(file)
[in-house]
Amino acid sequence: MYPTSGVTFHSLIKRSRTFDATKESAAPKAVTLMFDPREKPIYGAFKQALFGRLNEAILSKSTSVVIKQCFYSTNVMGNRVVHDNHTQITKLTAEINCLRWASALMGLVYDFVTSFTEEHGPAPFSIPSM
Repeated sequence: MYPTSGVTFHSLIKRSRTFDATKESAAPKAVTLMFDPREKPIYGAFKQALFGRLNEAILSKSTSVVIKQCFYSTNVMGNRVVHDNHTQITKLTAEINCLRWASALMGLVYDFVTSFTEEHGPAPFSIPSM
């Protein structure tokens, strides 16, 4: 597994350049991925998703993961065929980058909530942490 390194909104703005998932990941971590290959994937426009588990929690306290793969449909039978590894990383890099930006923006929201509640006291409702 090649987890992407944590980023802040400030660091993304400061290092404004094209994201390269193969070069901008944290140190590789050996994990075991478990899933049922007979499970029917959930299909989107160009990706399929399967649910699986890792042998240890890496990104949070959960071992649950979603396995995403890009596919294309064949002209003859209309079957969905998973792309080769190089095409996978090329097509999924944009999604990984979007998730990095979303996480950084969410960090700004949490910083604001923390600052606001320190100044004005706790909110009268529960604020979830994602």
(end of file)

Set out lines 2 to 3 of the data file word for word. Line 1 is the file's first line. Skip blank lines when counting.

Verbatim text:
Amino acid sequence: MYPTSGVTFHSLIKRSRTFDATKESAAPKAVTLMFDPREKPIYGAFKQALFGRLNEAILSKSTSVVIKQCFYSTNVMGNRVVHDNHTQITKLTAEINCLRWASALMGLVYDFVTSFTEEHGPAPFSIPSM
Repeated sequence: MYPTSGVTFHSLIKRSRTFDATKESAAPKAVTLMFDPREKPIYGAFKQALFGRLNEAILSKSTSVVIKQCFYSTNVMGNRVVHDNHTQITKLTAEINCLRWASALMGLVYDFVTSFTEEHGPAPFSIPSM